‘Truth is that behind the smoke screen of Draghinomics and of its supposed comprehensive approach we are left with the same old supply side reforms that did not lift the eurozone out of its dire situation. It’ s the narrative, stupid!’
This is exactly one of the things I hope to research in the near future: how even labour unions became in engaged in (at the very least not opposing) this kind of economics.
I have just read Mario Draghi’s opening remarks at the Brookings Institution. Nothing very new with respect to Jackson Hole and his audition at the European Parliament. But one sentence deserves commenting; when discussing how to use fiscal policy, Draghi says that:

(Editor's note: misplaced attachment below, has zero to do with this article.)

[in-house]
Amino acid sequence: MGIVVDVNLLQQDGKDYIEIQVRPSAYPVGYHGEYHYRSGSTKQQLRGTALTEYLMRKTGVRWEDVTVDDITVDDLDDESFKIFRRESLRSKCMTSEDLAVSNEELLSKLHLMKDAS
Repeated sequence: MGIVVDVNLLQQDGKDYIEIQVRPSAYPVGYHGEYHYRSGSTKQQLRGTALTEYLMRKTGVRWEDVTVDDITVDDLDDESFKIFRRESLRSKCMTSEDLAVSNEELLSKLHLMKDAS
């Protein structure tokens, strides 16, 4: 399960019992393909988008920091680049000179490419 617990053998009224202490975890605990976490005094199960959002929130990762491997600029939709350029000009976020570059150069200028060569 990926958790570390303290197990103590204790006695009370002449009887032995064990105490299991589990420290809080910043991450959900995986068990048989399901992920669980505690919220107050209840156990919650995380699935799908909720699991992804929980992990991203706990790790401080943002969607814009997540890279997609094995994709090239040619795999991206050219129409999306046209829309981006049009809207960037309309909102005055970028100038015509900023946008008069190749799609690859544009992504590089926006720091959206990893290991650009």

Especially for those [countries] without fiscal space, fiscal policy can still support demand by altering the composition of the budget – in particular by simultaneously cutting distortionary taxes and unproductive expenditure.
So, “restoring fiscal policy” should happen, at least in countries in trouble, through a simultaneous reduction of taxes and expenditure. Well, that sounds reasonable. So reasonable that it is exactly the strategy chosen by the French government since the famous Jean-Baptiste Hollande press conference, last January.
Oh, wait. What was that story of balanced budgets and multipliers? I am sure Mario Draghi remembers it from Economics 101. Every euro of expenditure cuts, put in the pockets of consumers…
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